Approximately 6.5 million car accidents happen in the United States each year, according to the U.S. Bureau of Transportation. You may know what to do if you’re involved in a car accident. But do you know what to do if you witness one?
Witnesses to car accidents can play a critical role in ensuring the victims’ safety. They can also play a key role in assisting law enforcement and claims adjusters in getting the story straight.
Here are six things to do if you find yourself in that situation:
- Get out of harm’s way. Before you offer assistance, make sure you’re a safe distance from the crash and in a safe place where other drivers can avoid you. Put on your hazard lights before you get out of your car, make sure there aren’t any dangers like downed power lines, broken glass or hazardous fluids. If there are, remain in your car until help arrives.
- Help secure the scene. If you have flares or emergency triangles, use them to alert others that danger is ahead. (One exception is if there’s a gasoline leak, skip the flares.)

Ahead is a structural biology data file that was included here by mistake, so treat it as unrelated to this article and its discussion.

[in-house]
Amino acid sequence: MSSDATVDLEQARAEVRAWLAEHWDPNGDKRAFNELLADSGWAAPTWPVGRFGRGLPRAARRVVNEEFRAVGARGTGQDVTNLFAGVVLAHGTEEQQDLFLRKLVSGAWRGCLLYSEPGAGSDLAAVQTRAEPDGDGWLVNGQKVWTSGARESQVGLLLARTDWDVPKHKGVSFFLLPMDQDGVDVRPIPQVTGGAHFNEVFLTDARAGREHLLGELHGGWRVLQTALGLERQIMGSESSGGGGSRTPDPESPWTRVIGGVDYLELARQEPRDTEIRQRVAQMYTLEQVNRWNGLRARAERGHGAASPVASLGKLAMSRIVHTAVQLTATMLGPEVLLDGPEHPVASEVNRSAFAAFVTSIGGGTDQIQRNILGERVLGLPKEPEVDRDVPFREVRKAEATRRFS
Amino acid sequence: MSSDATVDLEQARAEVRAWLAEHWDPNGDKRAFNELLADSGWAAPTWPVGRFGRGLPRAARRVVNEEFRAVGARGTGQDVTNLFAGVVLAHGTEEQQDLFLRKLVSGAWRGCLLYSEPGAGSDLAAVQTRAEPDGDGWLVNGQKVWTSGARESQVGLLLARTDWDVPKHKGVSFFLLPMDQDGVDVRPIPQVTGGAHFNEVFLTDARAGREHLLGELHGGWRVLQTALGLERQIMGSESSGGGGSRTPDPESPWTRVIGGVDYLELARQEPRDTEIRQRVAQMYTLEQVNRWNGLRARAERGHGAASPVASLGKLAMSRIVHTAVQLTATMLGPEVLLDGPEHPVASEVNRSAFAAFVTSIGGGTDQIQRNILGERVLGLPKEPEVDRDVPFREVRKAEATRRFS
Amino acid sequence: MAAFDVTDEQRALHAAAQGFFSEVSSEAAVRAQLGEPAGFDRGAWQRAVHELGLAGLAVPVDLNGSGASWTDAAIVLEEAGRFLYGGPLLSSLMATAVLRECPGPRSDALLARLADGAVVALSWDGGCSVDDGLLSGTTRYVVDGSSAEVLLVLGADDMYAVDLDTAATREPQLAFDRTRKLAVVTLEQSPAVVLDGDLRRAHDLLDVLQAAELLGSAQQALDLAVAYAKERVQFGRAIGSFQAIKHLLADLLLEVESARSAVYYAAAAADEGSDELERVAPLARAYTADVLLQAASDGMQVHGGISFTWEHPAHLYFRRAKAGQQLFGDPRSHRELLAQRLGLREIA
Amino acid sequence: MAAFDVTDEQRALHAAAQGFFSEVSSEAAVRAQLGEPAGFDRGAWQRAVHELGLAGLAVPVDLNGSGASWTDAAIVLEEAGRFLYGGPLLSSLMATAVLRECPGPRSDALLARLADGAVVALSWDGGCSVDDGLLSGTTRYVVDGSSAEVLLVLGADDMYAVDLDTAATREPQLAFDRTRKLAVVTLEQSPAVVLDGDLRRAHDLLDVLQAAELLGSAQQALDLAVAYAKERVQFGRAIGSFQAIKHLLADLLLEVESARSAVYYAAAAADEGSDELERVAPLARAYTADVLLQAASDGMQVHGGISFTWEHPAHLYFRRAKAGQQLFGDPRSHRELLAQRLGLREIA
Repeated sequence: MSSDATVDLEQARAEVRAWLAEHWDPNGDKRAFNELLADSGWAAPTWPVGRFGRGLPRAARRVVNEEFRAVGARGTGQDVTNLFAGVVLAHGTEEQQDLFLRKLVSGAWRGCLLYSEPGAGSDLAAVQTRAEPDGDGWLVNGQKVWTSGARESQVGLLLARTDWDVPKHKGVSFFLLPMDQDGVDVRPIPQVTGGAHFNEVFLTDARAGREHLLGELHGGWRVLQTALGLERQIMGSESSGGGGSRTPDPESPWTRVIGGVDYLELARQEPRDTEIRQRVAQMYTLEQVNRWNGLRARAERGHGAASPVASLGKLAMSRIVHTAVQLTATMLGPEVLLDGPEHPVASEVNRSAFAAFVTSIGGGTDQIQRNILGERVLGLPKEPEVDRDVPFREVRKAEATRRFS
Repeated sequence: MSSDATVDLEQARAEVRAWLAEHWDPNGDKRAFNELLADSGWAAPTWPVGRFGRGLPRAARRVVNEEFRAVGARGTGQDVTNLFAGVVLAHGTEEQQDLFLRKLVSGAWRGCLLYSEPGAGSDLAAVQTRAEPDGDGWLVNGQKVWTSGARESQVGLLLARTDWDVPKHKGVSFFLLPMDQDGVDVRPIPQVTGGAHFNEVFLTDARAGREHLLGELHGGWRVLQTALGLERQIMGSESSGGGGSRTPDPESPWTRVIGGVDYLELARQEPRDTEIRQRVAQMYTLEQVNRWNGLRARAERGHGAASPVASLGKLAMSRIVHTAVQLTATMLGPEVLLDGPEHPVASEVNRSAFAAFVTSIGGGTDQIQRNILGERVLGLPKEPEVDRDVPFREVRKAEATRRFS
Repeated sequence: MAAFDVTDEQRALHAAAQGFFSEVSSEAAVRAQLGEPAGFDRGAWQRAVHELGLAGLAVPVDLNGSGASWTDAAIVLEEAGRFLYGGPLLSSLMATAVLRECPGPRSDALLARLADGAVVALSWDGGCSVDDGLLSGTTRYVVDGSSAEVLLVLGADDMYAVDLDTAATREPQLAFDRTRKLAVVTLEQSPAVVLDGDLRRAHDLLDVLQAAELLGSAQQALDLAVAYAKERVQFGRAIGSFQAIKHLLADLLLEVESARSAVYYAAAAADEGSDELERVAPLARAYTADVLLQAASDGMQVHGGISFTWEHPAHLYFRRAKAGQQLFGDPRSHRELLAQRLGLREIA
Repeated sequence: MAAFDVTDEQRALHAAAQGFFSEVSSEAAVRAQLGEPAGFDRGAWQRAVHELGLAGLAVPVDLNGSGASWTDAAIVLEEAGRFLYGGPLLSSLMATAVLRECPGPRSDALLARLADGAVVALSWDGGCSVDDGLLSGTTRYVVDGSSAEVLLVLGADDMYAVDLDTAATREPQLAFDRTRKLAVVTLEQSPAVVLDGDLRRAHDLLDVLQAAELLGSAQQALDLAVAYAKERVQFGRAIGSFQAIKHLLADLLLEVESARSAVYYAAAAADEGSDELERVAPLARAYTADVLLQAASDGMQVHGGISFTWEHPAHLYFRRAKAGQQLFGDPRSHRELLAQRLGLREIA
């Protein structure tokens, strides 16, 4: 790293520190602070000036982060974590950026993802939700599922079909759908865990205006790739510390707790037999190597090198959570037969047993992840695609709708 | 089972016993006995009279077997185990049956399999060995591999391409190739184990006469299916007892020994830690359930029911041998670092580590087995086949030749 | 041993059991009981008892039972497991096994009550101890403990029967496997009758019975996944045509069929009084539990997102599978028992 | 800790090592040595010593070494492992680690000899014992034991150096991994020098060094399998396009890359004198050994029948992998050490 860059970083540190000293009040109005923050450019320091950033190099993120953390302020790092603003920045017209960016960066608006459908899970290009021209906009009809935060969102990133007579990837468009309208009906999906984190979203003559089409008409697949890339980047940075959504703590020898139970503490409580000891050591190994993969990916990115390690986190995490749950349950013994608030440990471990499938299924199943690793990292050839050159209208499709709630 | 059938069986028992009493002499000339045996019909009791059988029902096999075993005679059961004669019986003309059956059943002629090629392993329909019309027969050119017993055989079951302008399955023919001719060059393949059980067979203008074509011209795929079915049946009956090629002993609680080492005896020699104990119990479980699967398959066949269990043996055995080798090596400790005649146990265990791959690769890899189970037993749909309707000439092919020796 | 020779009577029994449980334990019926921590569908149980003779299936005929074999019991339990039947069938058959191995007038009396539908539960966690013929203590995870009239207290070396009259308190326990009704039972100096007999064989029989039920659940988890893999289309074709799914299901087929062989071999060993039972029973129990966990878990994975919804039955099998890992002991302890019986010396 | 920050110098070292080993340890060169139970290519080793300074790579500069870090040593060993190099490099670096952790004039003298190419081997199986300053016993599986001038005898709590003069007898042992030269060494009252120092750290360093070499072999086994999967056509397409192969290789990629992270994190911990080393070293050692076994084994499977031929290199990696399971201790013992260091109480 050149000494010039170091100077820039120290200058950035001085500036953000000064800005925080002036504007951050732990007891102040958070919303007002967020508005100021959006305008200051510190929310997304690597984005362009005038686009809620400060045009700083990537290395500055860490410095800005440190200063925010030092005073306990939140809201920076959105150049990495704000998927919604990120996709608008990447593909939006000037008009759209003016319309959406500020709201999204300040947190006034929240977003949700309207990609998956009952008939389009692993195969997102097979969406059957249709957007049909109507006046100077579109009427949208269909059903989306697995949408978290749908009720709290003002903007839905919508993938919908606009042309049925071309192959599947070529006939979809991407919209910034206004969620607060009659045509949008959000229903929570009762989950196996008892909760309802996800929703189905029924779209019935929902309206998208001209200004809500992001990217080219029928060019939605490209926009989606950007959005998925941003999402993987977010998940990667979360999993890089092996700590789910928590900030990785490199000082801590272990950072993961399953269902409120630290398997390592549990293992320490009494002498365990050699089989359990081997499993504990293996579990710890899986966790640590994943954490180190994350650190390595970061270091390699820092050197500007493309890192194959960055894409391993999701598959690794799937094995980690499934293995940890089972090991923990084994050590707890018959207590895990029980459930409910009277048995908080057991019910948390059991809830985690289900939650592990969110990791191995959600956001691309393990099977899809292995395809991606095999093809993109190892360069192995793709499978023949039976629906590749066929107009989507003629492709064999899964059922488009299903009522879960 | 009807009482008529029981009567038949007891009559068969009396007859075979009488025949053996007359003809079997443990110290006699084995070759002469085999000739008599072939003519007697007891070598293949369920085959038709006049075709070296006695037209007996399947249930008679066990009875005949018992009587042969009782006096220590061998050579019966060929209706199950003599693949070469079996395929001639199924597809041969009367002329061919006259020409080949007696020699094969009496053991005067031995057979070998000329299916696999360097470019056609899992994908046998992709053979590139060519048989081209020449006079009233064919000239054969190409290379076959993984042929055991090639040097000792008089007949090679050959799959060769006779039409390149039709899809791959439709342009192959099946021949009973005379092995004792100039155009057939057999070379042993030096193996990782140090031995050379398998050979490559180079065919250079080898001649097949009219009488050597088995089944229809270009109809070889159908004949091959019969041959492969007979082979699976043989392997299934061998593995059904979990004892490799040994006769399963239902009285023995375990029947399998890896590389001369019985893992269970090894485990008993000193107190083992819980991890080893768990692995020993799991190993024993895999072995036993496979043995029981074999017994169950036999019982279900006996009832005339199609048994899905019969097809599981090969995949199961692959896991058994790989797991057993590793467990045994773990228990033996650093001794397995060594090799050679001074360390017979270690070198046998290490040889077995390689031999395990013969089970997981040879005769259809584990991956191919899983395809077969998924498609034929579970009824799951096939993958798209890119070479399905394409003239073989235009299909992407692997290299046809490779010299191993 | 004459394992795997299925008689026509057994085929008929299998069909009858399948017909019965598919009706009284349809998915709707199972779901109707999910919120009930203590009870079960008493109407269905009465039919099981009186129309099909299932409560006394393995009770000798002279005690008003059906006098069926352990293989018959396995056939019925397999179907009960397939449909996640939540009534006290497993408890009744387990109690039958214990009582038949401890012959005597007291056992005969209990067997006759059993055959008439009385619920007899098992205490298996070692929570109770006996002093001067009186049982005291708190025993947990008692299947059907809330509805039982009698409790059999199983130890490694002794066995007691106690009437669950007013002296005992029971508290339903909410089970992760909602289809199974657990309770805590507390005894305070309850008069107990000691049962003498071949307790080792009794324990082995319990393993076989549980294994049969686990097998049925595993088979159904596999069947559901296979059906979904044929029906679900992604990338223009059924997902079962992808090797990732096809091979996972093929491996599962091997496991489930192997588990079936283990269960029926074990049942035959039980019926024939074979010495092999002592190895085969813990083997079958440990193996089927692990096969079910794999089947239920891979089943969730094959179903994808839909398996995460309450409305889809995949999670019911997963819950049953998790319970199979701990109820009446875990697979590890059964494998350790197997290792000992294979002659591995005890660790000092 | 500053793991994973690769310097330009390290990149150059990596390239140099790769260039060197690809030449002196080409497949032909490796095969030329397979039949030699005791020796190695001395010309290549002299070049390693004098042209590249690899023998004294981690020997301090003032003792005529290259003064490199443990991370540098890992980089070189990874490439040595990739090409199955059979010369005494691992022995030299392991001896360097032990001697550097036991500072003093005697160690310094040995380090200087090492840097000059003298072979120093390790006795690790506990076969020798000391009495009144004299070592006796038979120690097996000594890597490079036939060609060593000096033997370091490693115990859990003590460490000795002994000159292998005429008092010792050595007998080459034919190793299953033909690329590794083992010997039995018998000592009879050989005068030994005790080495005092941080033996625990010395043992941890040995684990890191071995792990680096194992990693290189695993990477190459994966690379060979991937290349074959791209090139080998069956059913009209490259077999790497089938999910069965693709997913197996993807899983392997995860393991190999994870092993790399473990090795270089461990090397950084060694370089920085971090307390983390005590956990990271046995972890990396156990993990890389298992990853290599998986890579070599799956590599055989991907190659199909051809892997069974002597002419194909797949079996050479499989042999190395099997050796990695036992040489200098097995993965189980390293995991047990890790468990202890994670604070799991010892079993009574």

- Call 911. Even if the crash might not seem all that bad, it’s best to call 911 and notify them of what happened.
- Check on the victims. Unless you’re a trained medical professional and the situation is urgent, it’s best not to move anyone who is injured. Doing so often causes more harm than good. Instead, let them know that help is on the way. A kind, reassuring voice can help steady victims’ nerves during a stressful time.
- Take some photos. Victims may not be able to take photos, so take some if it’s safe to do so. You may be asked for them later by the victims, claims adjusters and/or law enforcement.
- Give a statement and/or offer your contact information. If the police arrive, stick around to give a statement of what you witnessed. If they don’t, give your contact information to those involved. Witnesses to car accidents are often called upon by insurance claims adjusters later.